Man falsely jailed for impersonating cop, assaulting prostitutes, sues DA, Metro

Lookalike second suspect identified by private investigator before alleged assault that led to his arrest

As of Monday Metro had still failed to remove a 2018 tweet naming Jesus Carvajal as suspect in a sexual assault case. Carvajal was released two months after his arrest when Metro arrested someone else.

The man who was wrongfully arrested for impersonating a police officer and demanding sex from prostitutes is alleging in a federal lawsuit that the Las Vegas Metropolitan Police “policy and practice of concealing police misconduct” prompted Metro to “cut corners” to find a suspect and divert attention from the police department, which was the focus of an FBI investigation at the time.

Jesus Carvajal was arrested two years ago and charged with a series of sexual assaults of prostitutes. Some of the victims said their assailant identified himself as a Metro detective named “Lee” and threatened them with arrest if they failed to comply.  

“At the time of his arrest for the above charges, the LVMPD’s Vice Unit was under investigation by the Federal Bureau of Investigation (“FBI”) for serious police misconduct involving the LVMPD Vice Unit relating to the protection of pimps, arresting their competition, and certain Vice Detectives being sexually involved with prostitutes in the Las Vegas area that compromised the prosecution of numerous defendants by the CCDA’s office,” Carvajal’s attorneys Michael Macavoyamaya and Timothy Revero write in the complaint.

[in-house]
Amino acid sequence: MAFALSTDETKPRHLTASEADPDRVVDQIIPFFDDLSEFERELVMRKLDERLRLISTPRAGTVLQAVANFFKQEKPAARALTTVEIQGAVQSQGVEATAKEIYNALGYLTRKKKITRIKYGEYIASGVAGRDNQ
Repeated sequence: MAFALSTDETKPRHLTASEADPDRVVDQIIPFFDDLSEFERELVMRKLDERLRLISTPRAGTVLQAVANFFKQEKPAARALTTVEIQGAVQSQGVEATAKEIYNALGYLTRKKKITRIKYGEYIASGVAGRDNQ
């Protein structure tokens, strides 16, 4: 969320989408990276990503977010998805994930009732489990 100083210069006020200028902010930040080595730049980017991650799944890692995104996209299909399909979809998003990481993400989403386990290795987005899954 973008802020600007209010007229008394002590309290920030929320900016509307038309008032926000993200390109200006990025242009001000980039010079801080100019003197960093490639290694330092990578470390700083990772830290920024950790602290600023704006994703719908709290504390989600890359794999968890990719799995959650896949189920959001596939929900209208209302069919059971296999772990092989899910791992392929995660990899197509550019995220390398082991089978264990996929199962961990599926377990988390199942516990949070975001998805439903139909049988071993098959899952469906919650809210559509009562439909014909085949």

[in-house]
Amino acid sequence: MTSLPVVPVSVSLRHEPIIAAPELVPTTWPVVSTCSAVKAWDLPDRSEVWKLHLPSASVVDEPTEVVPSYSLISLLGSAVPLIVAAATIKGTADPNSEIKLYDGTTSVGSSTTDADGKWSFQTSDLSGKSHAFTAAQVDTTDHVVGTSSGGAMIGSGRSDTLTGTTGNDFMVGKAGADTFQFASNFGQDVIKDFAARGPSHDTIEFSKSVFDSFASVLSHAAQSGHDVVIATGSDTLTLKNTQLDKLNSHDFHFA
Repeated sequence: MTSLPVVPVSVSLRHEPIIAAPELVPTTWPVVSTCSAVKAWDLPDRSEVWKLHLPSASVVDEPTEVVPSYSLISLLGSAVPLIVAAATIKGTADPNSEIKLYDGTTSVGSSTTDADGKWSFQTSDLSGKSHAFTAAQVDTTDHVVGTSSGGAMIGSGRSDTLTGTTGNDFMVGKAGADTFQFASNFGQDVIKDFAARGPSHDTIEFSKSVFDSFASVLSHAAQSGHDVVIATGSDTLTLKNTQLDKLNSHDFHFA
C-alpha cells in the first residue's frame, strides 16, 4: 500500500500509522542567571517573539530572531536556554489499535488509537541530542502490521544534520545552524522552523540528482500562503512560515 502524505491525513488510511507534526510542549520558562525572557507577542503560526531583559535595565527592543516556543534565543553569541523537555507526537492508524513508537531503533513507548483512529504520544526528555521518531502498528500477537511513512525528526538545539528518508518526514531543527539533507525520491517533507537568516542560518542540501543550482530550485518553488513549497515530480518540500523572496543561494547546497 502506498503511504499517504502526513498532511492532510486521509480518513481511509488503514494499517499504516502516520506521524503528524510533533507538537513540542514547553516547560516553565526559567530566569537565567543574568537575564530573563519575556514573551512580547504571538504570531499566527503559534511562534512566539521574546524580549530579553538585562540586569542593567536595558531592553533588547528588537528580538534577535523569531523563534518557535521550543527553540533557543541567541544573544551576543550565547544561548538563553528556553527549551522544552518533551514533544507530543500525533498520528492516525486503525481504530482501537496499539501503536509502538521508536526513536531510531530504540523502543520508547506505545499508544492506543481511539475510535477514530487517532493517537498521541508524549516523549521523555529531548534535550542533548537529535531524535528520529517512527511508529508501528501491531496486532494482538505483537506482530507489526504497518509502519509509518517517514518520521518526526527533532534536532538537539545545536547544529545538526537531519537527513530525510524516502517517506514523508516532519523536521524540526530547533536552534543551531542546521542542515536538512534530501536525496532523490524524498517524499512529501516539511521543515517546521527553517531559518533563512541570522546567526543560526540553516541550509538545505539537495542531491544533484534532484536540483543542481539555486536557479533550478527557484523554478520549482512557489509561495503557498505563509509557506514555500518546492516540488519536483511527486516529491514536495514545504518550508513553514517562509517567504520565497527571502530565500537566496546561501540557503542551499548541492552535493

Carvajal filed a federal lawsuit Saturday against Metro, Sheriff Joe Lombardo, Clark County District Attorney Steve Wolfson and his office, the City of Las Vegas and Clark County. The suit comes a day before the two-year anniversary of his arrest.  Carvajal was released two months later when police arrested another man, Tommy Lee Provost, for an incident on Oct. 21, 2018 that police say “shared details” of the assaults originally attributed to Carvajal.

“The victim provided the officer’s (sic) information which led them to identify Tommy Provost as a possible suspect,” Las Vegas Metro Police said in a news release at the time. 

The mugshots of the two men showed a remarkable resemblance.  

“I still believe if Provost hadn’t been arrested I would have been incarcerated longer,” Carvajal says.

A report obtained by the Current and attached to the lawsuit, compiled by Gavin Vesp, a private investigator hired by Carvajal’s former lawyer to prove police had the wrong man, inexplicably contains a photo of Provost.  The report was completed before Oct. 19, 2018, two days before the alleged sexual assault that led to Provost’s arrest and Carvajal’s exoneration.  

The photo of Provost appears in a section on other named possible suspects, but the report makes no mention of Provost by name. 

Police and the District Attorney declined to say whether Provost was a suspect before the alleged assault on Oct. 21, 2018 that resulted in his arrest. 

Earlier this year, Provost’s attorney, Robert Draskovich, told the Current he needed to “ask for a hearing on that.” 

No hearing has been held and Draskovich has not responded to calls. Provost remains in custody and is scheduled for trial in October.

Vesp, a former Metro cop, declined to comment on the photos, as did Carvajal’s former attorney, Lance Hendron.  

The suit says Wolfson met with Vesp and Hendron about Carvajal’s effort to recover attorney fees and seal his record, but that Wolfson told them he would oppose sealing the records if Carvajal did not drop the motion for attorney’s fees.

“At first, Vesp was like ‘This is bad. I’ll fight for you.’ He was a cop for 20 years.  He had nights he didn’t sleep,” says Carvajal. “After that meeting with Wolfson, Gavin said ‘You shouldn’t sue.  A lot of good cops are going to get in trouble.’ He stopped taking my calls.  I couldn’t get an attorney because Gavin wouldn’t respond to them.”

The lawsuit alleges: